MONEY TROUBLE: DO YOU KNOW HOW TO SPOT BOGUS BILLS?

 

A customer paying with a bogus bill typically doesn’t make headlines, and it’s certainly not something that somebody should lose their life over. But the fact remains that counterfeit currencies are a common occurrence for retailers, and being able to tell good from bad can make the difference in what happens next. 

When it comes to handling money in a business, the first point of contact is usually the cashier. This makes it necessary for businesses to train cashiers on how to detect fakes. According to Fraud Fighter’s How to Detect a Counterfeit $20 Bill, the $20 bill is the popular choice of forgers inside the continental USA. The Jackson is popular with domestic criminals because it’s a common bill dispensed by ATMs and is not usually examined with the degree of scrutiny of larger bills, Secret Service officials say.  

Fortunately, there are several distinguishing characteristics of genuine U.S. currency that counterfeit detectors use to catch discrepancies that are undetectable to the naked eye. Some of the easiest areas to identify counterfeit bills include: 

Paper: Real bills have tiny red and blue fibers embedded into the paper. Many counterfeiters try to fake these through various methods that include using cat hair and printing fake fibers into the bills, but with a quick examination these fakes can be spotted. 

Watermark: One of the most difficult parts of a bill to forge is the watermark. Watermarks show a shadow of a portrait when you hold an authentic U.S. bill up to the light. 

Federal Reserve and Treasury Seals: On authentic U.S. bills, the seals will appear clear and distinct; with fake bills, the seals will often appear “uneven or broken.” A careful review of legitimate bills will give you a better understanding of how authentic seals look on money. 

Security thread: Genuine U.S. dollars have security threads built into them to protect from counterfeiting. Look for a woven thread that runs from the top to bottom of the bill. These security threads are not printed onto the actual paper, but are designed into the underlying paper that they’re printed on.  

Each $20 bill produced after 2003 contains a plastic strip embedded just to the left of Andrew Jackson’s portrait — it reads USA TWENTY and includes a small flag. If the bill is held up to an ultraviolet light, the security stripe glows green — if it’s legit. 

Color shifting ink: This is a feature that has been added to the newer U.S. bills that were produced after 2006. One of the advantages of this feature is that it cannot be replicated with laser printers. To spot them, look to the lower-right hand corner of a bank note. Look at the printed numbers and tilt the bill back and forth. Depending on the angle you view the bill from, you can see the color shift from grey to green and back. 

Counterfeit pens are another popular option for detecting fake bills. The concept is pretty simple — The pen contains of iodine that reacts with the starch in wood-based paper to create a black stain. The “paper” that US bills are made is a blend of 75% cotton and 25% linen. There is no starch at all in a genuine bill. When the iodine solution is applied to the cotton-and-linen-based paper used in real bills, no discoloration occurs. If the ink turns a dark brown or black, don’t take that bill.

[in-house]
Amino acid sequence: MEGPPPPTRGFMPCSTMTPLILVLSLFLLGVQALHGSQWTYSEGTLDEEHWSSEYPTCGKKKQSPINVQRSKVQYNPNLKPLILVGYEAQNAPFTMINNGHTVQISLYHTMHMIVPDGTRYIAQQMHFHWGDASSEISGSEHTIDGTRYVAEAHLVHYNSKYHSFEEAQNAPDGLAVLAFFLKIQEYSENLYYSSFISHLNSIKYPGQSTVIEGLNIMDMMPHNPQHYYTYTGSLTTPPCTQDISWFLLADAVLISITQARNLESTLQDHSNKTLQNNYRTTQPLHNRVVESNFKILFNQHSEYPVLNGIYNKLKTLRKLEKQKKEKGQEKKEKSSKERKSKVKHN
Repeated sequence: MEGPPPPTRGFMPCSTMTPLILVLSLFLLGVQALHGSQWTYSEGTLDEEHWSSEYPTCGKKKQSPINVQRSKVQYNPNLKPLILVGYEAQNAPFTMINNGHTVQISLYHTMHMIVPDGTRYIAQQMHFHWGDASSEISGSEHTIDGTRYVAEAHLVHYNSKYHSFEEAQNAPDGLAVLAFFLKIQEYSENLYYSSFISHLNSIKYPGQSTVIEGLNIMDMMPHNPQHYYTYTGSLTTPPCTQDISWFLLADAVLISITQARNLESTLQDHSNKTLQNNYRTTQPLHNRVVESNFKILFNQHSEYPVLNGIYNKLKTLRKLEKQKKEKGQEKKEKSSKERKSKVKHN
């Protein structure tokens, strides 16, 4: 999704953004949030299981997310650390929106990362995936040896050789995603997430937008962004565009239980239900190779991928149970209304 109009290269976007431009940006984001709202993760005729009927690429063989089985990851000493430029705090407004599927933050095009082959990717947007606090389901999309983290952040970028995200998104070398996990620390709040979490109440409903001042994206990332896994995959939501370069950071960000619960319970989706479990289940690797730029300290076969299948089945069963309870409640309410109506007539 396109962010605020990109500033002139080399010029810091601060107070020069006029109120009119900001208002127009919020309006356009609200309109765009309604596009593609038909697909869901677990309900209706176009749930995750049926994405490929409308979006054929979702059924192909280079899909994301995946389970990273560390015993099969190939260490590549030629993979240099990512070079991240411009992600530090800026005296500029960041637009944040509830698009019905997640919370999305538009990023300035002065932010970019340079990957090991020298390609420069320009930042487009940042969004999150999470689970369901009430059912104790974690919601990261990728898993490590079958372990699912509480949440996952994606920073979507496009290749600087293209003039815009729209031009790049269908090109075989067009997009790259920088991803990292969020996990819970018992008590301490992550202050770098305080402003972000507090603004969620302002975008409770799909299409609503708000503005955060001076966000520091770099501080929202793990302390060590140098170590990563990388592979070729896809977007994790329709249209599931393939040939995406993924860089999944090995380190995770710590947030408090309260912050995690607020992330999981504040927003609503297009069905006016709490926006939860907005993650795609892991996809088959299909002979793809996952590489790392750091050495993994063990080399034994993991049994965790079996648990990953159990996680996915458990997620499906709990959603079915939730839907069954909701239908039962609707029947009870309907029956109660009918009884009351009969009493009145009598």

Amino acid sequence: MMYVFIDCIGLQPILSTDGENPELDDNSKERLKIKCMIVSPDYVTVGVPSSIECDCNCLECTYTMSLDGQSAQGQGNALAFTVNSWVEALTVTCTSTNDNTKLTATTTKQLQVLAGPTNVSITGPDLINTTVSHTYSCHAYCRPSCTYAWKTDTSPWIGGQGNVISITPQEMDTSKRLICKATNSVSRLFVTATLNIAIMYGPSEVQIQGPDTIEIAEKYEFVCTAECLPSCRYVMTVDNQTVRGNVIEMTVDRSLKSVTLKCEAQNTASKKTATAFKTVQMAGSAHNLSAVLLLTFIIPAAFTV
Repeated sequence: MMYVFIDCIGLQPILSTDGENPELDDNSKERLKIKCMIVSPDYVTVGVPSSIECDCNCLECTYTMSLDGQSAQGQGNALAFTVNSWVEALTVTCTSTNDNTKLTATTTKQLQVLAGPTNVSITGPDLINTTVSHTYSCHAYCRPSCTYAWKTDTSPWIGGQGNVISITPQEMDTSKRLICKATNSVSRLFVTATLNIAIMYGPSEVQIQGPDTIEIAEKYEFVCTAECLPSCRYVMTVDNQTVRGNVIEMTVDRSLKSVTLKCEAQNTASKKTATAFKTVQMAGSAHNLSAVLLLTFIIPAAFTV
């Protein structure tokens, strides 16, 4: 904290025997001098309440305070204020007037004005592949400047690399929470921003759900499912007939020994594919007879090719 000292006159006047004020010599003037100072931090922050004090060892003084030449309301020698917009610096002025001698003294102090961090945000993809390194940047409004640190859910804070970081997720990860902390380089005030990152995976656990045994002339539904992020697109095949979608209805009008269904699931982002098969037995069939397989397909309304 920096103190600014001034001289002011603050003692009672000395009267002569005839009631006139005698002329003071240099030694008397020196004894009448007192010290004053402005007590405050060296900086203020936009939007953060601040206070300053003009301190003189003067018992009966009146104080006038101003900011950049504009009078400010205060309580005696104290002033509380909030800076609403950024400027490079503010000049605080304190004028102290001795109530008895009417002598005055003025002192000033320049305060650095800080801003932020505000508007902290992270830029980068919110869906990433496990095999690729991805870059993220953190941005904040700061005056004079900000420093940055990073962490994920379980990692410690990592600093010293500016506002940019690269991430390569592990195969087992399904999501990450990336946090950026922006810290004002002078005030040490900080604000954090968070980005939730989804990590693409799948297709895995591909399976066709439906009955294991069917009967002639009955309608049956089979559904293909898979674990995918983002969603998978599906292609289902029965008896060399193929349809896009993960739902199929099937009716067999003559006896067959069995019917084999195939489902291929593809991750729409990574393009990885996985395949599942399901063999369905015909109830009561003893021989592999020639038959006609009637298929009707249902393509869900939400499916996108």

Counterfeit pens are inexpensive and provide quick results. It’s important to note, though, the the are not certified by the U.S. Treasury. So, while it’s a good start, a good visual inspection and knowing what you are looking for can be the most effective tool you have. 

For more details on identifying counterfeit bills, The Secret Service offers a downloadable PDF called Know Your Money that points out key features to look at to determine if a bill is real or fake. https://tinyurl.com/fakebillguide 

You’ve Found a Fake; Now What? 

The U.S. Department of Treasury advises that, if you received counterfeit currency bills, contact your local police department or your local US secret service office. Here are their guidelines, taken from their website:
• Do not put yourself in danger.
• Do not return the bill to the passer.
• Delay the passer with some excuse, if possible.
• Observe the passer’s description – and their companions’ descriptions – and write down their vehicle license plate numbers if you can.
• Contact your local police department OR call your local U.S. Secret Service Office.
• Write your initials and date in the white border area of the suspected counterfeit note.
• DO NOT handle the counterfeit note. Place it inside a protective cover, a plastic bag, or envelope to protect it until you place it in the hands of an IDENTIFIED Secret Service Agent.
• Surrender the note or coin ONLY to a properly identified police officer or a Secret Service Special Agent, or mail it to your nearest U.S. Secret Service field office. 

Of course, if one of your employees detects and confirms the counterfeit after the transaction, use video surveillance or any contact information given to give a profile to the police. 

It might seem like overkill to contact the local authorities over a counterfeit $20 bill, but if you’re the employee, you put your job at risk for missing on fake bills. If you’re a business owner, you’re taking a loss and potentially putting your business’ reputation on the line if you give a counterfeit bill back from the register. 

At your discretion, you can also choose to just not accept the counterfeit bill and end the transaction there to avoid any escalation. But whatever you decide, stay firm in your decision and don’t let emotions take over. It’s always better to be safe, than sorry. 

 

 

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